As Americans use at-home COVID-19 tests at record rates, pharmacy chains and retailers are enacting purchase limits.

CNN Business explained:

Amazon said it’s limiting purchases of its own at-home Covid-19 test collection kits to 10 on its online marketplace. Amazon’s third-party sellers on the site set their own quantity limits. “We are working hard to secure additional Covid-19 test inventory” from sellers, a spokesperson said.

Walmart has high stock levels of Covid-19 tests in stores, but is more constrained online, a spokesperson said. It has not placed purchase limits on Covid-19 tests in stores nationally, but is capping testing kits at 8 for online orders.

CVS acknowledged in a statement on Tuesday that tests may be temporarily out of stock at its stores. “To ensure equitable access to tests both in store and digitally, we’ve added a limit of six test kits per purchase,” the company said…

Walgreens said it’s limiting in-store and online purchases of at-home tests to four each time “due to the incredible demand for at-home rapid testing,” according to a statement on Tuesday.

The surge in demand for tests occurs as the Omicron variant spreads throughout the United States. The ZOE COVID Symptoms Study indicated that the top five symptoms for Omicron are runny nose, headache, fatigue, sneezing, and sore throat — differentiating the variant from previous strains, which often brought high fevers, a heavy cough, and loss of smell.

“Omicron is set to be the dominant strain in the UK by Christmas, and in the New Year cases could hit a peak higher than anything we’ve ever seen before,” ZOE lead scientist Tim Spector said. “In London cases have been rising rapidly, but this will likely slow down soon, as people change their behavior, such as wearing face masks again, cancelling parties and working from home more.”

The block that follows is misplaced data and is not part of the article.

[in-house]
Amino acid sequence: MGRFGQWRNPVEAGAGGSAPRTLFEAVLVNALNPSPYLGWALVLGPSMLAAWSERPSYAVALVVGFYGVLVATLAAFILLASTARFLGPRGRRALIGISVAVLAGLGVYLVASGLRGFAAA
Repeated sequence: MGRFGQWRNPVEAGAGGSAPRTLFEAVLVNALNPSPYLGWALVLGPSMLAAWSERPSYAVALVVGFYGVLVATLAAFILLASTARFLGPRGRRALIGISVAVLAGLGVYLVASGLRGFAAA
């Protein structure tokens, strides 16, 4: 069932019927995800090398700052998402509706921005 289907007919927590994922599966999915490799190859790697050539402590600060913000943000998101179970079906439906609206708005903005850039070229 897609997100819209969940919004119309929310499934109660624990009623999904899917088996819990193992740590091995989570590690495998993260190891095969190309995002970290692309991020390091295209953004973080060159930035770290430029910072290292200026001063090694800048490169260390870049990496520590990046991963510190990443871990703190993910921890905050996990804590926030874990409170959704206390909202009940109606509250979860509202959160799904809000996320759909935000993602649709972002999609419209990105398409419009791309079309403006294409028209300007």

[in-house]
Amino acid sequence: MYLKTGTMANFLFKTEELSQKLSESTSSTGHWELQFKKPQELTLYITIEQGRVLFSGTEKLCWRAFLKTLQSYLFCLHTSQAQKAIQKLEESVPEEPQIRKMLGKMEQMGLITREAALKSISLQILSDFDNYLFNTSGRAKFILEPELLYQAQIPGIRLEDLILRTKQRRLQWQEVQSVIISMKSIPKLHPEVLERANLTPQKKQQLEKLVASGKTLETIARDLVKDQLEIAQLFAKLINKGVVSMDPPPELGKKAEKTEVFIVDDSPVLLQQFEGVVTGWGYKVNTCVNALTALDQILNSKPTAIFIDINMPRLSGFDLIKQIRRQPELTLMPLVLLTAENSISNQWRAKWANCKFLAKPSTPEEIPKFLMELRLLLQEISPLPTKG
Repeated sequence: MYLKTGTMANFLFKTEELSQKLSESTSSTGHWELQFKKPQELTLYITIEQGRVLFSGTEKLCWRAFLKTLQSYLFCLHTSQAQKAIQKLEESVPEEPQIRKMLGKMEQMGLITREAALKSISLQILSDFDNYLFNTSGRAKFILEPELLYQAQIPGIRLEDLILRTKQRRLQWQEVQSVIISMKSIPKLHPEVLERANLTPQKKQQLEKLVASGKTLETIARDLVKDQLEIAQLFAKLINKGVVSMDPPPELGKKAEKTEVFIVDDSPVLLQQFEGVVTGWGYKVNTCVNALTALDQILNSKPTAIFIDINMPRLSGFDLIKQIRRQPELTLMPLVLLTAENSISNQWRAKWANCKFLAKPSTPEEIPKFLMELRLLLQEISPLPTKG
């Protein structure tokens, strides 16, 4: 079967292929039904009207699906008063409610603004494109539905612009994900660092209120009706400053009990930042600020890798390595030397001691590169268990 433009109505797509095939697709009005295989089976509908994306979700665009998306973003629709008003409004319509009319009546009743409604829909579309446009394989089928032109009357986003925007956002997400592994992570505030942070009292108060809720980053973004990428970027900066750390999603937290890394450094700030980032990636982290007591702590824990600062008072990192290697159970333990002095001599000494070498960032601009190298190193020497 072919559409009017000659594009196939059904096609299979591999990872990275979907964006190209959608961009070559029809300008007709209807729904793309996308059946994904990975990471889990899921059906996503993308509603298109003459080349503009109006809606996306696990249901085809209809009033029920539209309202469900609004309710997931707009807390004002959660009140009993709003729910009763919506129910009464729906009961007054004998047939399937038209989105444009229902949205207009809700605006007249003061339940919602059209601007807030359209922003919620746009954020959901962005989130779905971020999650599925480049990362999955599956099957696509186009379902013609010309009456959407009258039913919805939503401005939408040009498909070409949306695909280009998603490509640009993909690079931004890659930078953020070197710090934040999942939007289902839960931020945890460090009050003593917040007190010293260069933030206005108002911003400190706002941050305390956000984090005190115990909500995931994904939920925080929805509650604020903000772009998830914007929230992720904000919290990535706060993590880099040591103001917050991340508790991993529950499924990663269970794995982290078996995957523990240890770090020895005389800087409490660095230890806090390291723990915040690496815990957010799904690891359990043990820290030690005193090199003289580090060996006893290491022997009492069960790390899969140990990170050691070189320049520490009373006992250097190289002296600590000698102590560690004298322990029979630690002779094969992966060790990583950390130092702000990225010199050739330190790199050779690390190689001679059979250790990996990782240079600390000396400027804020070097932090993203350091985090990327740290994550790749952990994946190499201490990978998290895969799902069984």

Many economists are now slashing their growth forecasts for next year due to Omicron. 

Moody’s Analytics chief economist Mark Zandi reduced his first-quarter GDP prediction for the United States from 5.2% to 2.2%, as he “can see the economic damage mounting going into the first quarter.” He noted reductions in travel spending, as well as the cancellation of arts and entertainment events. Meanwhile, Pantheon Macroeconomics cut its forecast for annualized American GDP growth from 5% to 3% in the first quarter of 2022. 

“It’s unfortunate [the Omicron variant] had to break out during the holiday season, even in places like New York City, where people are highly vaccinated,” Barclays economist Pooja Sriram told The Wall Street Journal. “We see some kind of voluntary social distancing if people start canceling travel plans and become hesitant about using accommodation, that will have an effect on growth and employment.”

Over the holiday weekend, Omicron was at least partially responsible for a surge in flight cancellations — which The Daily Mail called a “Christmas Flightmare.” Nearly 1,000 flights either entering or leaving the United States were canceled on Christmas Day alone.

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